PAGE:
A highlight for us was to find Esteban giving a violin lesson to a 5-year old student.

Behind the music institute, there is an artisan institute that offers woodcarving classes for the men and weaving, sewing, and needlework classes to the gals.
Guarayo men hand-carve wooden boxes to sell

Guarayo girls with their needlework samplers
Eliana is using the weaving institute as an opportunity to spend time with the ladies, building crucial relationships and listening to language as she weaves.  She recently started a new bag and showed us the process of setting up the vertical threads on the loom.

That evening, we spent some time on the plaza and stopped in to see the church and watch the Urubichá youth choir practice for the following night's performance.
The region's reliance on timber and woodcarving shines through, even in the Catholic church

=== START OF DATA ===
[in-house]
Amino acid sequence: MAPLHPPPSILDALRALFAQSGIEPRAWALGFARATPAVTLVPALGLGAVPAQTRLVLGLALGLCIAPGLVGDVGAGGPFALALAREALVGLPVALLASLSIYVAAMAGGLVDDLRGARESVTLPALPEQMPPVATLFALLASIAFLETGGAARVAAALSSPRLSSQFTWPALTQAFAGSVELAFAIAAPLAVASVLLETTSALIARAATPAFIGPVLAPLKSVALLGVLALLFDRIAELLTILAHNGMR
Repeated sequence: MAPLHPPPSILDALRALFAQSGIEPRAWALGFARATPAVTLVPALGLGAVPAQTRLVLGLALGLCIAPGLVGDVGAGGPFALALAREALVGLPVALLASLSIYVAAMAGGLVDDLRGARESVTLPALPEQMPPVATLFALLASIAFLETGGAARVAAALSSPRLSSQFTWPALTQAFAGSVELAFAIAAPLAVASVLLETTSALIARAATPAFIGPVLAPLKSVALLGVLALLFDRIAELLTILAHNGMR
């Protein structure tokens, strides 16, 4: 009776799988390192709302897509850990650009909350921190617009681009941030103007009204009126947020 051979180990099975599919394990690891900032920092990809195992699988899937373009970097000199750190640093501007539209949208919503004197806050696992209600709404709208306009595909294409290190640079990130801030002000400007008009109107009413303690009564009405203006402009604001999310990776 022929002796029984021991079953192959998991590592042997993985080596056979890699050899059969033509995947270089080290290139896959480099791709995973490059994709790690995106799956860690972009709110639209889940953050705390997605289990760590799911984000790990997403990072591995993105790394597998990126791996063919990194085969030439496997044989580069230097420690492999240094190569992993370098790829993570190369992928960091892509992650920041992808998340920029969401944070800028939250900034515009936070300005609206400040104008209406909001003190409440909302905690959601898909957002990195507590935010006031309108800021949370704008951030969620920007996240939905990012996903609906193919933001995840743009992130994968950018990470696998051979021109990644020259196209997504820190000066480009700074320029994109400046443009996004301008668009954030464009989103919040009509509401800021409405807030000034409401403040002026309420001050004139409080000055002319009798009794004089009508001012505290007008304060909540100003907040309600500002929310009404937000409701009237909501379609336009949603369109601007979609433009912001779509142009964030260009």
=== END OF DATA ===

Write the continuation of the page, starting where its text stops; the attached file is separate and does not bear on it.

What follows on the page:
On Wednesday, our final day in town, Judy and I spent some time talking over the results of the evaluations with the gals, giving them suggestions for how to continue improving in their studies.  We visited the Rio Blanco in the afternoon.

That evening, we went back to the plaza and joined a packed house for a performance by the choir.  They sang an amazing rendition of the Kyrie from Domenico Zipoli's Missa in F.

Our plan for Thursday was to take some final photos of the team and hit the road by 8:00am for the ~7 hour drive home.  We had been gone for 5 days already, and I was eager to be back with Kaylee and the girls.  We were also taking Eliana and Margarita back to Santa Cruz with us, for a missions conference that started that evening!